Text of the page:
Dental Care during Pregnancy
Did you know, in Maryland only 15% of pregnant woman with an oral health problem see a Dentist? Good oral health is very important for pregnant woman and their growing fetus. But, many women are unsure of proper dental care during pregnancy.
The fact is, that oral health care is SAFE and important during all trimesters of pregnancy. Pregnant women should make a dental appointment early in pregnancy. According to the Maryland Department of Health, half of pregnant woman in Maryland do not have an oral prophylaxis “cleaning” during their pregnancy. Pregnant woman should visit the dentist for cleanings, exams and any treatment needed to maintain or improve their oral health.
It is very important your dentist and dental hygienist know you are pregnant as you may be at risk for certain dental conditions. During pregnancy, physiological changes occur that may adversely affect your oral health, such as:
- Dental Caries (decay, cavities)
- Pregnancy Gingivitis
- Periodontitis (gum disease)
- Pregnancy Tumor (pyogenic granuloma)
- Tooth Erosion
All of these conditions can be prevented and treated. Maternal oral health does play a role in your future child’s health as well. Children born to woman with poor oral health and high levels of caries-causing bacteria are at a higher risk for developing dental caries. Restoring active carious lesions (cavities) before delivery may reduce your child’s risk of developing dental caries in the future. It is also important for pregnant woman to know, according to the American Dental association dental x-rays with a lead shield are considered safe when necessary.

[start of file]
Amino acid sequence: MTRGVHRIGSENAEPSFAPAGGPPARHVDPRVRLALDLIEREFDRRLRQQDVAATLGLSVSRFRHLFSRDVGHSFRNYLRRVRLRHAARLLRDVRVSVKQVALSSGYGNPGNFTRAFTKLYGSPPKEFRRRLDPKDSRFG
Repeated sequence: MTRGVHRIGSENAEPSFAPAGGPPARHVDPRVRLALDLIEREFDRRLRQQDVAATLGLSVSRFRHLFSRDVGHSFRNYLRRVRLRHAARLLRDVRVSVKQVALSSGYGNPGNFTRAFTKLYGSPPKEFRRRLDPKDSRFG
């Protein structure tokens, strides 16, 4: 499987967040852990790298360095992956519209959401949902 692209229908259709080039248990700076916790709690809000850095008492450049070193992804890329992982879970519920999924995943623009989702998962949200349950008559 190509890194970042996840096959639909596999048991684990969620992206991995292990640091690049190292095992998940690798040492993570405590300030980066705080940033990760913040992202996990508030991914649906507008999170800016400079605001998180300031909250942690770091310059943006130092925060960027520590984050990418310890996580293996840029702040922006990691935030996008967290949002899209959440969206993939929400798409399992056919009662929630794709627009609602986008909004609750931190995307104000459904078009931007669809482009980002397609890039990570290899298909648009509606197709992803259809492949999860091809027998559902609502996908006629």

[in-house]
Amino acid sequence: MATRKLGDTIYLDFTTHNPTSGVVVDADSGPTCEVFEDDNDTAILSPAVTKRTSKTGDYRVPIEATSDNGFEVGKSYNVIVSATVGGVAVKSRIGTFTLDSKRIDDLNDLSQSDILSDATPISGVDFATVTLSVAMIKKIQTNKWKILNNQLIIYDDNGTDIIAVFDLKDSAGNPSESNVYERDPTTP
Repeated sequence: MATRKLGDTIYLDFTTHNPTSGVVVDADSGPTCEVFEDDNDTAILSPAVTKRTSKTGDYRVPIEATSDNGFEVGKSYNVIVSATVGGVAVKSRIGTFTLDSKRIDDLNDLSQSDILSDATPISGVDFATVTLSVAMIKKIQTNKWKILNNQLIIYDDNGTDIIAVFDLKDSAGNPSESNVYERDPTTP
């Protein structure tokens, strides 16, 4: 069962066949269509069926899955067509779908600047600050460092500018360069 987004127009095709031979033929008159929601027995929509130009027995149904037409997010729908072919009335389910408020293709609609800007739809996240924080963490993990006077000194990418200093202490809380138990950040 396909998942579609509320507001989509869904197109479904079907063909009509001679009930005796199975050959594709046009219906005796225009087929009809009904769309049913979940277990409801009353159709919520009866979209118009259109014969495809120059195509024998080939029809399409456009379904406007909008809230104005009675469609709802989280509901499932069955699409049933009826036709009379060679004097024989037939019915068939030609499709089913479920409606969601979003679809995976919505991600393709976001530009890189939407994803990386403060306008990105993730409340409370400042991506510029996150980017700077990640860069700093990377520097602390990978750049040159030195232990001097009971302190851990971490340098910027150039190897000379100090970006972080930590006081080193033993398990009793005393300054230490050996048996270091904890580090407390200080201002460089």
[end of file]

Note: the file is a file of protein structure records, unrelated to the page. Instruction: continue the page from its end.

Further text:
Some tips for pregnant woman to practice for good oral hygiene are brush twice a day with fluoride toothpaste and floss once a day. If you experience vomiting, rinse your mouth with a teaspoon of baking soda in a cup of water to stop acid from attacking your teeth. Delay tooth brushing for about an hour. Also, eat healthy foods. Poor prenatal nutrition may affect a child’s tooth development. Avoid foods and beverages high in sugar, and drink fluoridated water throughout the day.
The Maryland Department of Health is working hard to inform all pregnant woman of the importance of good oral health care during pregnancy. Please share this important information with anyone who it may concern. For more information you can visit www.OralHealth4BetterHealth.com and of course, call the office at anytime with questions or concerns.